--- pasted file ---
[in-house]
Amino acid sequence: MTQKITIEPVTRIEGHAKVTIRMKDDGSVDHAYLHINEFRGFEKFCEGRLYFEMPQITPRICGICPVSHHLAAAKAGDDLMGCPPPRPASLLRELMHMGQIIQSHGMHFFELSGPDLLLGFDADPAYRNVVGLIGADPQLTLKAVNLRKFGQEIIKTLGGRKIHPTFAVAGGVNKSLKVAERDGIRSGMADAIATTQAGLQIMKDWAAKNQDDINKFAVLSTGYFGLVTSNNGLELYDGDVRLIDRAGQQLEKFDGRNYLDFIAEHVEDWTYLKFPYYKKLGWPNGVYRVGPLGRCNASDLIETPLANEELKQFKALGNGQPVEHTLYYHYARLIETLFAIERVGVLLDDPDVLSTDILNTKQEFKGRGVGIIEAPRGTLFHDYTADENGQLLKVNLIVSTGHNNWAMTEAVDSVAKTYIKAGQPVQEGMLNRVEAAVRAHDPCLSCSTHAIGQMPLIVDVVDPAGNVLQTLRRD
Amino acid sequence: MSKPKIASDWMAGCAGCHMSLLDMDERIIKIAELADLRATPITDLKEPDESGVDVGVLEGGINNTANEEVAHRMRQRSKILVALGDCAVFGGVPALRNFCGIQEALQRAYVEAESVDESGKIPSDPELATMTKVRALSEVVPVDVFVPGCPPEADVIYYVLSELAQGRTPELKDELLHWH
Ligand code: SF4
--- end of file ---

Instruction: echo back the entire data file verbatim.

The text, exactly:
[in-house]
Amino acid sequence: MTQKITIEPVTRIEGHAKVTIRMKDDGSVDHAYLHINEFRGFEKFCEGRLYFEMPQITPRICGICPVSHHLAAAKAGDDLMGCPPPRPASLLRELMHMGQIIQSHGMHFFELSGPDLLLGFDADPAYRNVVGLIGADPQLTLKAVNLRKFGQEIIKTLGGRKIHPTFAVAGGVNKSLKVAERDGIRSGMADAIATTQAGLQIMKDWAAKNQDDINKFAVLSTGYFGLVTSNNGLELYDGDVRLIDRAGQQLEKFDGRNYLDFIAEHVEDWTYLKFPYYKKLGWPNGVYRVGPLGRCNASDLIETPLANEELKQFKALGNGQPVEHTLYYHYARLIETLFAIERVGVLLDDPDVLSTDILNTKQEFKGRGVGIIEAPRGTLFHDYTADENGQLLKVNLIVSTGHNNWAMTEAVDSVAKTYIKAGQPVQEGMLNRVEAAVRAHDPCLSCSTHAIGQMPLIVDVVDPAGNVLQTLRRD
Amino acid sequence: MSKPKIASDWMAGCAGCHMSLLDMDERIIKIAELADLRATPITDLKEPDESGVDVGVLEGGINNTANEEVAHRMRQRSKILVALGDCAVFGGVPALRNFCGIQEALQRAYVEAESVDESGKIPSDPELATMTKVRALSEVVPVDVFVPGCPPEADVIYYVLSELAQGRTPELKDELLHWH
Ligand code: SF4